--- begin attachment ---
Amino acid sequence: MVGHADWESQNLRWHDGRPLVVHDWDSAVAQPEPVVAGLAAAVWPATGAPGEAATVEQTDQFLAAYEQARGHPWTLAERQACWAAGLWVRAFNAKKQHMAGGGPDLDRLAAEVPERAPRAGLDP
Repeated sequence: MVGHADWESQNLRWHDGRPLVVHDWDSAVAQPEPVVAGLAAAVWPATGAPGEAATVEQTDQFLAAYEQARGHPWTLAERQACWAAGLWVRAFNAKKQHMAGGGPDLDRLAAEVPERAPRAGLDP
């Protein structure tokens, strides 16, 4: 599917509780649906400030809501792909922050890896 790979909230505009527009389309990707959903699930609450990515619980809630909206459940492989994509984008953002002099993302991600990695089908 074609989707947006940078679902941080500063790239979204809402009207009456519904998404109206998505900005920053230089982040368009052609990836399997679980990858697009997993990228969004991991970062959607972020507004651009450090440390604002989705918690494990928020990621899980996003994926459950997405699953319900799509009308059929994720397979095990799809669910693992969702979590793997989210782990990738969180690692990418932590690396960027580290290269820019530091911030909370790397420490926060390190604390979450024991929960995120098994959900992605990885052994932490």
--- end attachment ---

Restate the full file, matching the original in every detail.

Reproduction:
Amino acid sequence: MVGHADWESQNLRWHDGRPLVVHDWDSAVAQPEPVVAGLAAAVWPATGAPGEAATVEQTDQFLAAYEQARGHPWTLAERQACWAAGLWVRAFNAKKQHMAGGGPDLDRLAAEVPERAPRAGLDP
Repeated sequence: MVGHADWESQNLRWHDGRPLVVHDWDSAVAQPEPVVAGLAAAVWPATGAPGEAATVEQTDQFLAAYEQARGHPWTLAERQACWAAGLWVRAFNAKKQHMAGGGPDLDRLAAEVPERAPRAGLDP
């Protein structure tokens, strides 16, 4: 599917509780649906400030809501792909922050890896 790979909230505009527009389309990707959903699930609450990515619980809630909206459940492989994509984008953002002099993302991600990695089908 074609989707947006940078679902941080500063790239979204809402009207009456519904998404109206998505900005920053230089982040368009052609990836399997679980990858697009997993990228969004991991970062959607972020507004651009450090440390604002989705918690494990928020990621899980996003994926459950997405699953319900799509009308059929994720397979095990799809669910693992969702979590793997989210782990990738969180690692990418932590690396960027580290290269820019530091911030909370790397420490926060390190604390979450024991929960995120098994959900992605990885052994932490």